First, thank you for your beautiful words. Thank you for your story which has spoken to my heart and continues to speak, long after I have turn away from the computer.
I woke this morning in the wee small hours. Around 3:30 or so. Not unusual for me. I went to the bathroom, got a drink, went back to bed, expecting to fall back into much-needed sleep. But that didn’t happen. Instead as I lay there in the dark, your words came to me and I began to frame a response.
Are we supposed to think in narrative? I don’t think so. I think we’re supposed to think—or not think—in prayer.
Now these words struck me—very much so—at the time I read them. But I hadn’t really thought of them since. So it was strange to find them there in the dark and my mind narrating a reply without my conscious will. And so here, I’ll try as best I can to reconstruct that middle of the night journey in my head which was, strange to say, both narrative, framed as a letter to you from the very beginning of that first half-awake, half-dreaming thought, both narrative and profound prayer.
You see, respectfully, lovingly, I disagree that we’re not supposed to think in narrative. Or that there is a difference even between narrative and prayer.
Oh I take your point and I think it’s a good and necessary one. Praise and thanksgiving, petition and intercession and the docility of spirit which allows the Spirit to speak in us with groanings too deep for words: these are the deepest language of our soul. Prayer is what we were made for.
But I also think that we were made to think in narrative. That is precisely how I think we were meant to think because that is the way God most often speaks to us, has spoken to us.
It starts with In the beginning when God created the heavens and the earth and it ends with the wedding feast of the Lamb.
Or it starts with In the beginning was the Word. And the Word who was with God and who was God became flesh and dwelt among us. And the Word made flesh entered into the midst of a narrative, the story of God the Bridegroom wooing his wayward Bride, Israel. He entered into the story of a young woman named Mary and a man named Joseph. And during the years he walked among us, he taught us in the form of stories. He knew that if we are to truly learn to “Love your neighbor as yourself,” we must not only learn the commandment but also understand the story. “A man fell victim to robbers as he went down from Jerusalem to Jericho,” shows us what that means in a way so rich we are still plumbing the depths of that narrative.
Nor do I think prayer and narrative can be so easily distinguished one from the other. I began today as I do most days by saying Psalm 95. (I mean the deliberate beginning when I finally acknowledged the morning and that I wasn’t going back to sleep.)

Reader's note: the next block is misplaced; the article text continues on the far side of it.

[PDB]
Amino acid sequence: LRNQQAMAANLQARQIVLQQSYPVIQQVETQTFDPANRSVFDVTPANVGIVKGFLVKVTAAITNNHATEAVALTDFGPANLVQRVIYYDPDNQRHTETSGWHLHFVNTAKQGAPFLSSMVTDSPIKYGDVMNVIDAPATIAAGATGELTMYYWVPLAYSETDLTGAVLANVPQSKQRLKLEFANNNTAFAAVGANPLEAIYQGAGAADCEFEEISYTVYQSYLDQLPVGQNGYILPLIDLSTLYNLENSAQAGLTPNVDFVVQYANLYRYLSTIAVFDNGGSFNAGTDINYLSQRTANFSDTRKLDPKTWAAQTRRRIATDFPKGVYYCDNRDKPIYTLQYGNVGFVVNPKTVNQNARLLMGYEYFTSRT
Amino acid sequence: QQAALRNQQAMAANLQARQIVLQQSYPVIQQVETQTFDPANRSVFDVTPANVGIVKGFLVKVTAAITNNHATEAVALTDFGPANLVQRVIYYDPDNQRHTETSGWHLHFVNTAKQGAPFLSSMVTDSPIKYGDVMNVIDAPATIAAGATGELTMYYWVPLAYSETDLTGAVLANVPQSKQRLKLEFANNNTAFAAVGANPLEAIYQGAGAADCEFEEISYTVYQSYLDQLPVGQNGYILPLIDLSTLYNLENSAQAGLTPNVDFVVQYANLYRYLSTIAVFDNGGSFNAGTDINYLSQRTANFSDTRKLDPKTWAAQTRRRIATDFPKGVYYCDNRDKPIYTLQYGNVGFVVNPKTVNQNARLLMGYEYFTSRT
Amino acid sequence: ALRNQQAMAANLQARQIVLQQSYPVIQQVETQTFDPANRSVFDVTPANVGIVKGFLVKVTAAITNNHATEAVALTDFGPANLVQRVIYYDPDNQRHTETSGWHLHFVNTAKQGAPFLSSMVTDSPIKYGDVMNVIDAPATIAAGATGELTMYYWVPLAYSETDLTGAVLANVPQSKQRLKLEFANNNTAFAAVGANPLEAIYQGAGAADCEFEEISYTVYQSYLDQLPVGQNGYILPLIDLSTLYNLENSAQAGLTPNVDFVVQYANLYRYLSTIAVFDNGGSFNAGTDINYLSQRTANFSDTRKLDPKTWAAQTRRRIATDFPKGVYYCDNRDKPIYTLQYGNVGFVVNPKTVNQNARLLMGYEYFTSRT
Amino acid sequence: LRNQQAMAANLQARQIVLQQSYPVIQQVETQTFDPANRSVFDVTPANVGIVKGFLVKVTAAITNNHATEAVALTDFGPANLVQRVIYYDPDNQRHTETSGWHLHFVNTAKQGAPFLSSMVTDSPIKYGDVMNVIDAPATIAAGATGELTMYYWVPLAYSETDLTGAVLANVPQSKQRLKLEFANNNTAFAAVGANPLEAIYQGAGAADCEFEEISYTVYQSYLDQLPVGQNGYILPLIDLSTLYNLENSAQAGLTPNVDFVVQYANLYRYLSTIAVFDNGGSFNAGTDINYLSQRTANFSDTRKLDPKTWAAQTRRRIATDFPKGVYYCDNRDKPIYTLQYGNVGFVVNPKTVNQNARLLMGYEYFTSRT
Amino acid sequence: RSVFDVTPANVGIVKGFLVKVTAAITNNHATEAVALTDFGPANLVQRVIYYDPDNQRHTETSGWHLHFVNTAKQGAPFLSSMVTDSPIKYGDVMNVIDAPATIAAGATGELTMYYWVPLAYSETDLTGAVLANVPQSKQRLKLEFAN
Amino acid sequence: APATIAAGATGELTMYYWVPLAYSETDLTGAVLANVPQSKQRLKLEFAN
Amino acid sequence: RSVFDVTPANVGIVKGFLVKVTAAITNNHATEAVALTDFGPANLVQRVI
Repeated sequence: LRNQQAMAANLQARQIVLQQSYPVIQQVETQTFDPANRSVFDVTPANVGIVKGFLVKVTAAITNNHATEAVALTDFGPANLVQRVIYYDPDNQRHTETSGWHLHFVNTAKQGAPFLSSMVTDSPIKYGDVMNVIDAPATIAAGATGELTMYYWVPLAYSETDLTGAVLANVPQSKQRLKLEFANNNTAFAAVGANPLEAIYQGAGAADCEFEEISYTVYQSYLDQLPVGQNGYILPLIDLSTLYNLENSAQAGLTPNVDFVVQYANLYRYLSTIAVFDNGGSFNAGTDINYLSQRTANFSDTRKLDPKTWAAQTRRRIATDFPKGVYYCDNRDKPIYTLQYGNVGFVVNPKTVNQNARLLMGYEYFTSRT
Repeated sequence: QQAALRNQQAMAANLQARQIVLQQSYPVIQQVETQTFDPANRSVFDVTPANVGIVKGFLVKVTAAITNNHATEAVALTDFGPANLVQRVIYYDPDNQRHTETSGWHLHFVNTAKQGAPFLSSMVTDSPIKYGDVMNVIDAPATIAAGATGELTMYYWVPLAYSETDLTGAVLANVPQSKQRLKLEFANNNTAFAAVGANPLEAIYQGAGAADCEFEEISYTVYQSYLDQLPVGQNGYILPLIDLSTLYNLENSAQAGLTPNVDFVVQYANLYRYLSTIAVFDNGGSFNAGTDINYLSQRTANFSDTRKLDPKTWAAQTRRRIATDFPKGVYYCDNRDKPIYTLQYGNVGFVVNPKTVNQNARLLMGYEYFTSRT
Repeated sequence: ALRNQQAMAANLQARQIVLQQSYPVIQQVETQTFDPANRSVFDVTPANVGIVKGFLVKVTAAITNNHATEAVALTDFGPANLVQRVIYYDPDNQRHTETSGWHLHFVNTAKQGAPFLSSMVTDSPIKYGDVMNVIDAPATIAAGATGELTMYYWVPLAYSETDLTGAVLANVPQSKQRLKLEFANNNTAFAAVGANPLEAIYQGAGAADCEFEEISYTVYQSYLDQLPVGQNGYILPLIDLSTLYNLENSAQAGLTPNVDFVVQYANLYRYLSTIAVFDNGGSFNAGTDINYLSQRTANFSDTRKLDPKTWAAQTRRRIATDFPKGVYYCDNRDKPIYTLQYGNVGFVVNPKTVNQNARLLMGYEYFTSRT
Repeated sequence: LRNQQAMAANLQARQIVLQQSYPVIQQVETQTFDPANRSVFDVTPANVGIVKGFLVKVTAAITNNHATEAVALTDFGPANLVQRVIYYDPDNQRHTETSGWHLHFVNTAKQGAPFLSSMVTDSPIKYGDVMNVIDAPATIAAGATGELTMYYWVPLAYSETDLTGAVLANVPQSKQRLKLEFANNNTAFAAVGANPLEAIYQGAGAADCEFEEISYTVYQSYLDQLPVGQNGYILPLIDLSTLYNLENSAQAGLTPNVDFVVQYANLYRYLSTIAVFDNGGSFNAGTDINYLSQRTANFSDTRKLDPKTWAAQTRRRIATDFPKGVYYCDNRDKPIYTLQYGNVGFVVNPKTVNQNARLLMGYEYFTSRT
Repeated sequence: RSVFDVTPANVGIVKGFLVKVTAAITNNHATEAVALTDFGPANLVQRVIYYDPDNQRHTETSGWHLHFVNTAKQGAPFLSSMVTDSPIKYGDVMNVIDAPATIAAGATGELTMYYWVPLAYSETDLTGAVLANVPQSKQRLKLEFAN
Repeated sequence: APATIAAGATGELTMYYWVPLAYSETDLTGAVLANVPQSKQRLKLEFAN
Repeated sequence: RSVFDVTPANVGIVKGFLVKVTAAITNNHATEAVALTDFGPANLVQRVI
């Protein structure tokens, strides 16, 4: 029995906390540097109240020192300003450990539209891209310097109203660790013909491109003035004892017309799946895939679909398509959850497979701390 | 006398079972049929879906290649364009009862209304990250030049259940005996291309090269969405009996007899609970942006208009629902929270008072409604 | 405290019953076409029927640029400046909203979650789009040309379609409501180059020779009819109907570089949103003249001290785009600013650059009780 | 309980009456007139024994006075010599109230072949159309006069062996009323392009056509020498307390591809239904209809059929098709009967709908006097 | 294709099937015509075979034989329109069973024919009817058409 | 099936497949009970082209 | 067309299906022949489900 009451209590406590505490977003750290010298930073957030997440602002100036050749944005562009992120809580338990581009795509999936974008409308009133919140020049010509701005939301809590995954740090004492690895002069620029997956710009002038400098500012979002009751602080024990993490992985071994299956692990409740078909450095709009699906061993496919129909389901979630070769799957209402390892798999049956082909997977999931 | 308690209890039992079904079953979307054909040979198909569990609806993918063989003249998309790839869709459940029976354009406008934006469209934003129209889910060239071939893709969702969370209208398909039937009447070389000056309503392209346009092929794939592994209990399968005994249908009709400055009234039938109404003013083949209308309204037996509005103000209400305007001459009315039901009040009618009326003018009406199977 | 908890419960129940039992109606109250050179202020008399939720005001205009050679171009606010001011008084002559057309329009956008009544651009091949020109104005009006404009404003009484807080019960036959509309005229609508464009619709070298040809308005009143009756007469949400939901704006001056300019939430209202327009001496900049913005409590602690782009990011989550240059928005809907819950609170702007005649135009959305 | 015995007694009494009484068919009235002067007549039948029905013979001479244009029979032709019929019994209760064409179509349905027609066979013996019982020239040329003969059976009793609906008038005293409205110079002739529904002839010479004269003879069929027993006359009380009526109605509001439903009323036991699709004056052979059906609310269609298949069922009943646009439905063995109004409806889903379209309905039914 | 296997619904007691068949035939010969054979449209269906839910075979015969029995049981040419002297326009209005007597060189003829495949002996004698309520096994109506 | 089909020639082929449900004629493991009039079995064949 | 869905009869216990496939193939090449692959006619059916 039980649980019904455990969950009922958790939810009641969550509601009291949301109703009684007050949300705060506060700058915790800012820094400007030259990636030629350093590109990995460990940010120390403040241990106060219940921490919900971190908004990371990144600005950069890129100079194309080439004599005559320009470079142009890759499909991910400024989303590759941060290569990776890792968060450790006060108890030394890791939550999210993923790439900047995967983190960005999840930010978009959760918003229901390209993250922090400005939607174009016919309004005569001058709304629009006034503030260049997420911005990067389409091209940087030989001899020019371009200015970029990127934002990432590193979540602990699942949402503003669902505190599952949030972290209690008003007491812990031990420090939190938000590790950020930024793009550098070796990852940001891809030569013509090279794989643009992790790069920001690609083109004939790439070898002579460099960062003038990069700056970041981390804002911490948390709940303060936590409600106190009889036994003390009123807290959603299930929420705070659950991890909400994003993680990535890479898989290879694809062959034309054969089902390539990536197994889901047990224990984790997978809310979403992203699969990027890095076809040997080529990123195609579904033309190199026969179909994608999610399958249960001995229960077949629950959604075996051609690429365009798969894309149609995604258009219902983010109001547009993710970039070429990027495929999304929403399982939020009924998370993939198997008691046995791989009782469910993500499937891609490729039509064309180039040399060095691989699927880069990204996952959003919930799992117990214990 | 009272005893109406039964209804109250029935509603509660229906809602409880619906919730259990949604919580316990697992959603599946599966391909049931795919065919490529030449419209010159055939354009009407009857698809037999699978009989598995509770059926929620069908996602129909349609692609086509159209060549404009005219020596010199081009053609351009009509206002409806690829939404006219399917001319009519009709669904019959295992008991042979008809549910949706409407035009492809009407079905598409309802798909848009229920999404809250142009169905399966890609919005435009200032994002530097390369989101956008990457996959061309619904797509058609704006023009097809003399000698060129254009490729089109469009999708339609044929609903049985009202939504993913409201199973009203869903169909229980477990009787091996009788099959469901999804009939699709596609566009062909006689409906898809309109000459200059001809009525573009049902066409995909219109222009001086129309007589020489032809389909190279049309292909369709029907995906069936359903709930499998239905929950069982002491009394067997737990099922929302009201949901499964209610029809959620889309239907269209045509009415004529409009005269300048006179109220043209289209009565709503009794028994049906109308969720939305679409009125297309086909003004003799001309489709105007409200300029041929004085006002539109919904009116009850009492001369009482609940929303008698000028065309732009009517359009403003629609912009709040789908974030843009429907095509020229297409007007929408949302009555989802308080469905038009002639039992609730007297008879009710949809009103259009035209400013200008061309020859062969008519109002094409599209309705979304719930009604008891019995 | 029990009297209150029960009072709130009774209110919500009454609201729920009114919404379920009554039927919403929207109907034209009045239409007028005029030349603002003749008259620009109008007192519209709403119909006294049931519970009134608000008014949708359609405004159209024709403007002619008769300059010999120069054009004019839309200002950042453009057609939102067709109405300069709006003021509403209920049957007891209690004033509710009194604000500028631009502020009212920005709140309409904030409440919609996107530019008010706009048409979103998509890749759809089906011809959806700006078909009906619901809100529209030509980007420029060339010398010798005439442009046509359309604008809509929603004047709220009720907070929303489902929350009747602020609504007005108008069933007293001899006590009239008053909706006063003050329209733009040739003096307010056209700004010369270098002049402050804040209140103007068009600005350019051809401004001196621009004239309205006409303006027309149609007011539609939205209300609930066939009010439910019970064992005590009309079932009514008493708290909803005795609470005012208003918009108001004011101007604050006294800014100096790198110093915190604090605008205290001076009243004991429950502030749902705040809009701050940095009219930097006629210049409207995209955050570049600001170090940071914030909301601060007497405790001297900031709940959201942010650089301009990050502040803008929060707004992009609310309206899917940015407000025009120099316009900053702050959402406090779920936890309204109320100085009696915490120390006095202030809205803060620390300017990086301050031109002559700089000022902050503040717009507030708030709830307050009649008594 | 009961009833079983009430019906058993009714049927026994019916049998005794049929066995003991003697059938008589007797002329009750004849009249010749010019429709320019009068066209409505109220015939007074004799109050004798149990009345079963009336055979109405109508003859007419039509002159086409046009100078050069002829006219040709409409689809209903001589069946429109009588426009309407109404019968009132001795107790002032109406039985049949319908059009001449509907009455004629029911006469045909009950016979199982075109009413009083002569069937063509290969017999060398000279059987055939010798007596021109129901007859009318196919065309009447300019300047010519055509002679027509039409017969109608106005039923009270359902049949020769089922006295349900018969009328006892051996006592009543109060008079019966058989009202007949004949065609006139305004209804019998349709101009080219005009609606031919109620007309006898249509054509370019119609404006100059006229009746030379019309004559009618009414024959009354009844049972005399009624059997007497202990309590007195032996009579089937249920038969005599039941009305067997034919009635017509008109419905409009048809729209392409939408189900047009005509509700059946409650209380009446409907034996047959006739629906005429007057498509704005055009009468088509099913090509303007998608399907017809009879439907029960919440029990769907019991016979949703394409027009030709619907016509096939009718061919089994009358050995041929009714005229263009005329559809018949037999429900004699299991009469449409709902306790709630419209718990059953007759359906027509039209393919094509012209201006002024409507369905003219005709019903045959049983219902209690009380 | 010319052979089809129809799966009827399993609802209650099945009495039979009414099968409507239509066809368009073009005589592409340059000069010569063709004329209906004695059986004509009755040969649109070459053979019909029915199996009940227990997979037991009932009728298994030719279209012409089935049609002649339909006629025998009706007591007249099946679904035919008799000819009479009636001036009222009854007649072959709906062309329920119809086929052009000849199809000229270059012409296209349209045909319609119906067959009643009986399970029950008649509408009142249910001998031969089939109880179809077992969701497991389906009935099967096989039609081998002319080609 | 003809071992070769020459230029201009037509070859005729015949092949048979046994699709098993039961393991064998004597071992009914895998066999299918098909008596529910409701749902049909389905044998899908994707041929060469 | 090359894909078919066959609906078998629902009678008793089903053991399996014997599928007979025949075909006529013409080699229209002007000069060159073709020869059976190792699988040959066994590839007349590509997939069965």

Do not harden your hearts as at Meribah, as on the day of Massah in the desert.
There your ancestors tested me; they tried me though they had seen my works.
Forty years I loathed that generation; I said: “This people’s heart goes astray; they do not know my ways.”
Therefore I swore in my anger: “They shall never enter my rest.”
Narrative. The most basic prayer of the Church. Most of the psalms do have narrative as part of their poetry: the love story of God and his people. The story of a soul’s relationship with her God. Can we really untwine narrative from prayer? Should we even try?
It seems to me the goal rather, should be not to leave narrative behind but to infuse the narrative of our daily lives with a spirit pf prayer.
I know I am wrenching your words out of context and that the conclusion you come to is basically the same as what I am saying here. And that we really don’t disagree. After all, I have glimpsed the lovely way you teach your children the narratives of their faith, the love of the Good Shepherd. This then is really a letter to myself prompted by those words but moving away from your story and into one of my own. These are truths I needed to relearn and relive. But this narrative I received—almost as if by dictation—in the lonely darkness of a sleepless bed came in the form of a letter and so I have preserved them thus, a letter to a friend, a story that demanded to be shared.
There was more there in the dark, much, much more. All the stories of the Word unfolding in my mind, a glorious profusion like the spreading branches of a mustard tree: Abraham and Isaac and Jacob. Mary and Elizabeth, John the Baptist in the wilderness. The Samaritan woman at the well. Oh if I could recount the sweetness of that draught offered to my thirsty soul…. But some things defy words and perhaps I have already said too much. Suffice it to say that narrative was prayer and I couldn’t untangle the act of composing a letter to you in my head from act of contemplation from the love letter to my soul that I received.
And i suppose that explains, perhaps a bit why maybe this should be a letter after all. Because it is above all a thank you note for a gift received, for a little seed of a word that bore much fruit planted deep in my heart. Thanks to you for sharing your words and thanks, above all, to the Author of all words who speaks in our hearts through these shared words, shared stories.
If anything I have written seems beautiful or true, it comes from the One who whispered to my heart in the dark. Anything false comes from this humble scribe, privileged to be a part of his story; but too tired to even contemplate revising this one more time. Forgive me if anything I have written here seems hasty or poorly spoken or at all a criticism of one I greatly respect and admire.
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